Glazer, Nathan. "The Study of Man: New Light on 'The Authoritarian Personality.'" Commentary, 1954.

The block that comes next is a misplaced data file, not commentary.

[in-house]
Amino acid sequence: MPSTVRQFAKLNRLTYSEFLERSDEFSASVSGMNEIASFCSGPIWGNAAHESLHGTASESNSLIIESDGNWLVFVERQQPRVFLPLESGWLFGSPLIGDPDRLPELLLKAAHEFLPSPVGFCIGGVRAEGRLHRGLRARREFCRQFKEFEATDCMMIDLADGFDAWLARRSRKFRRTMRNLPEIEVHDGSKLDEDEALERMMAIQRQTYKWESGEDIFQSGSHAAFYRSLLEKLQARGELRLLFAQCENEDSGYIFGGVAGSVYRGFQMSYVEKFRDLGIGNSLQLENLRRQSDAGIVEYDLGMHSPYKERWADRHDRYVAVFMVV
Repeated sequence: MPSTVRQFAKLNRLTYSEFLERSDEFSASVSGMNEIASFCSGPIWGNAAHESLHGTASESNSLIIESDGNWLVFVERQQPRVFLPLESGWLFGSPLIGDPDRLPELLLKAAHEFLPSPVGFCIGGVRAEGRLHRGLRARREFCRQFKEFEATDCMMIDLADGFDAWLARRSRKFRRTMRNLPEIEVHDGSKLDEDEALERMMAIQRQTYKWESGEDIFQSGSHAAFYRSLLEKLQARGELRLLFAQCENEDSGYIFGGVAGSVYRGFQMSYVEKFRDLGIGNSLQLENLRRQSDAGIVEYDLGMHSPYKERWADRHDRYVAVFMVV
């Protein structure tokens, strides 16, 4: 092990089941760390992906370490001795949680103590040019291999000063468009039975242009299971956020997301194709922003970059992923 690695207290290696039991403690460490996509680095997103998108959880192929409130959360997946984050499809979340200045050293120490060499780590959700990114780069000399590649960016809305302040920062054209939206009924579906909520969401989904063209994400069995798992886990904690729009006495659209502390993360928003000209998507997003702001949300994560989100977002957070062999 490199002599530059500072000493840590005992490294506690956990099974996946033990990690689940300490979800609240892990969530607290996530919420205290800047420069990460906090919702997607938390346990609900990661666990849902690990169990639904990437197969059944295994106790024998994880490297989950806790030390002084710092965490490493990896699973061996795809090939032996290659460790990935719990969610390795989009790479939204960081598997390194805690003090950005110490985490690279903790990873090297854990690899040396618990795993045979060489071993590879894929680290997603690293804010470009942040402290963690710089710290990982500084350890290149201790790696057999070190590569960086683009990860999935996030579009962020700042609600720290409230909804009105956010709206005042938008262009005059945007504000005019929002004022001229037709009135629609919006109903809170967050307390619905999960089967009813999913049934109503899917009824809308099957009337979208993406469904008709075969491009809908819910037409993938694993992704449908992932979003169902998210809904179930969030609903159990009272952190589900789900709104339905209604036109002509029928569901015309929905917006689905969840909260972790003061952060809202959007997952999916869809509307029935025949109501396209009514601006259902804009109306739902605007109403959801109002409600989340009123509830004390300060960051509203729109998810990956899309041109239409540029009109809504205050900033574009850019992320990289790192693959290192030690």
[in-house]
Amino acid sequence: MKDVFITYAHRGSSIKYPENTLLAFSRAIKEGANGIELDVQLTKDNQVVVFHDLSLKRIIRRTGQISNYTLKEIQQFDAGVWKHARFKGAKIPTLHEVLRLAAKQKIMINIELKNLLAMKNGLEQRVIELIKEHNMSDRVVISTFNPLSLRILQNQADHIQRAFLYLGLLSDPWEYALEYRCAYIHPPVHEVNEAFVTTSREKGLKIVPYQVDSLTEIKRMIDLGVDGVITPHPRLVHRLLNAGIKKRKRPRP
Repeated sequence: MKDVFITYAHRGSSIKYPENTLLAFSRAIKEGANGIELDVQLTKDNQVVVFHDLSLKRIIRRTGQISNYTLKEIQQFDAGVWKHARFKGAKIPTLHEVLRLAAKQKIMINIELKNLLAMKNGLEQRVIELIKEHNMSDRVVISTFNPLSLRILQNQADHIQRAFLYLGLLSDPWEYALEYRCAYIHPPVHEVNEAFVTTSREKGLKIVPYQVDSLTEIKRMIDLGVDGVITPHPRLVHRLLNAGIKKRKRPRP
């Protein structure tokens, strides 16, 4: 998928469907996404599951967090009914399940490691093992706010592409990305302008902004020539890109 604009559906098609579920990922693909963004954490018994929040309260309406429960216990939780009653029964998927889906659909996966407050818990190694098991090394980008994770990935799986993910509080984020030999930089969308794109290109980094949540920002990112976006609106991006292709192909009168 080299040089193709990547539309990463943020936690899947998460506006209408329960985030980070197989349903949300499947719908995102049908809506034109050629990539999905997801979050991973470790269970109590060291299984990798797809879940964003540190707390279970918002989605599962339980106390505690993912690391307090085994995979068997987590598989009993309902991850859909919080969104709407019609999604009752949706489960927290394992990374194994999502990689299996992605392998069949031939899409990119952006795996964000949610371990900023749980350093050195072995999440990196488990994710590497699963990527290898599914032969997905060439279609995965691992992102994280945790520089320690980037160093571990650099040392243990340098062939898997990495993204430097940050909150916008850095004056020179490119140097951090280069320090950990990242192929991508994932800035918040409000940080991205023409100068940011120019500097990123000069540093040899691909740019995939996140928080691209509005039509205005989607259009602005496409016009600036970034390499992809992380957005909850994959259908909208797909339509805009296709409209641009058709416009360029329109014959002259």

Excerpt: The Authoritarian Personality, published in 1950 as part of the Studies in Prejudice series sponsored by the American Jewish Committee, stands as one of the most ambitious efforts of modern American social science. In the 990 pages, 500,000 words, and 100 tables of The Authoritarian Personality, four senior authors (T. W. Adorno, Else Frenkel-Brunswik, Daniel J. Levinson, and R. Nevitt Sanford) and three collaborators analyzed the results of a large-scale research project on anti-Semitism and group prejudice (“ethnocentrism”) conducted at the University of California in Berkeley. The project had studied more than 2,000 individuals, mostly college students but also sizeable numbers of middle-class adults, prisoners, patients undergoing psychiatric treatment, labor-union members, and some other working-class people. The social scientists tried to demonstrate from this material that anti-Semitism and ethnocentrism were more than “opinions”: they were rather facets of a definite personality type. The roots of this “authoritarian personality” were to be explained by the concepts of psychoanalysis; but its existence, the authors believed, could be demonstrated simply by the use of questionnaires.